This blog is designed to highlight the diversity of views and news stories on urban energy topics that appear daily in the media. They are intended to provoke discussions on how cultural, geographic, political, and institutional influences shape the way energy markets operate and energy policies are made in cities around the world.
Wednesday, October 12, 2011
Green public power for San Francisco clears major hurdle
The City’s ambitious plan to offer residents greener power than PG&E took a significant step forward Tuesday.
The San Francisco Public Utilities Commission approved a term sheet Tuesday with Shell Energy North America to run CleanPowerSF, The City’s proposed public power program, and next week Supervisor David Campos will introduce it to the Board of Supervisors.
CleanPowerSF would offer consumers the choice of paying extra for electricity derived from 100 percent renewable sources instead of from PG&E, which gathers about 16 percent of its energy from renewable sources.
For the average residential customer, monthly bills will increase by $7 to $15. Those customers would automatically be enrolled in CleanPowerSF and they would have to opt out to go back to PG&E. Originally, the program was going to meet or beat PG&E rates.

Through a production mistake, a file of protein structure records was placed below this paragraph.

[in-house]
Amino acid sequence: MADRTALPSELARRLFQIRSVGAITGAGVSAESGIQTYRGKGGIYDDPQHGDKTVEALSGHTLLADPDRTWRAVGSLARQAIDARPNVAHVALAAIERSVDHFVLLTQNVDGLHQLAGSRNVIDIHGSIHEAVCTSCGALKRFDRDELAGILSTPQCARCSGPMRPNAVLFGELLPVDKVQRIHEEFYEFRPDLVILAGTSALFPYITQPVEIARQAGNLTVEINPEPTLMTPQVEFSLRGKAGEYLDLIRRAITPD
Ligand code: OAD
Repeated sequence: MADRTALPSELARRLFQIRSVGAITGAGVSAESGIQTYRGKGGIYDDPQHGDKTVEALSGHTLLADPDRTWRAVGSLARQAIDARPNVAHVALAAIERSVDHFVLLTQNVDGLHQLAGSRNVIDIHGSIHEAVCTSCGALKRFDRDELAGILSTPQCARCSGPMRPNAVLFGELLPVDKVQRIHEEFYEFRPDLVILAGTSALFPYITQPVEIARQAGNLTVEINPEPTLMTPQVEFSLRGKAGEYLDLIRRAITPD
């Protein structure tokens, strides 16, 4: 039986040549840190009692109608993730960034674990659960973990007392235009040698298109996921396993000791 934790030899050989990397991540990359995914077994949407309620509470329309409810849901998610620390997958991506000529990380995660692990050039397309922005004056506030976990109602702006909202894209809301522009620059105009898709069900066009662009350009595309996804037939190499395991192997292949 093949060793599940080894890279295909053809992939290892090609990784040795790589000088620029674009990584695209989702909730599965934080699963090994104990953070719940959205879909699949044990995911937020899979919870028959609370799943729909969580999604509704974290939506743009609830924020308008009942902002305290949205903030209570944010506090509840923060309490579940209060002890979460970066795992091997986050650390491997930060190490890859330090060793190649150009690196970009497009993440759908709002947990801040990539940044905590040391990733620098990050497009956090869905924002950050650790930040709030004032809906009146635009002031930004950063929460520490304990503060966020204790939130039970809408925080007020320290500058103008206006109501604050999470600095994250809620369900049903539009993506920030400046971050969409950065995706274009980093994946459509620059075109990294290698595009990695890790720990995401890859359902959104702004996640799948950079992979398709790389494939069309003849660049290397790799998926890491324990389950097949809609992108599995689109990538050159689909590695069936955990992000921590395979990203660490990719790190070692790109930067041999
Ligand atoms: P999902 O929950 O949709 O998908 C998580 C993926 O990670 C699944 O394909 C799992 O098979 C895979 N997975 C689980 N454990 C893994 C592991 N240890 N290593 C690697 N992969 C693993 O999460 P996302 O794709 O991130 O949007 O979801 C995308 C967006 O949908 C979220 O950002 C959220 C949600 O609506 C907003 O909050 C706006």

“Based on market research, we think there’s a significant number of folks in The City that really want to put their money where their mouth is and are willing to pay a little bit more for more renewable energy,” said Michael Campbell, director of CleanPowerSF.
The program launch would cost The City $19.5 million, which includes a $15 million payout to Shell if the program is terminated before the 4½-year contract expires. And $4 million would sit in a reserve account to “mitigate potential
The launch is set for July 2012, if the program is approved.
Past versions of the proposal faced criticism over consumer costs and financial risks to The City.
“We have put together what we believe are the best terms possible right now,” said Campos.
A board committee is expected to hold its first hearing on the term sheet in early November.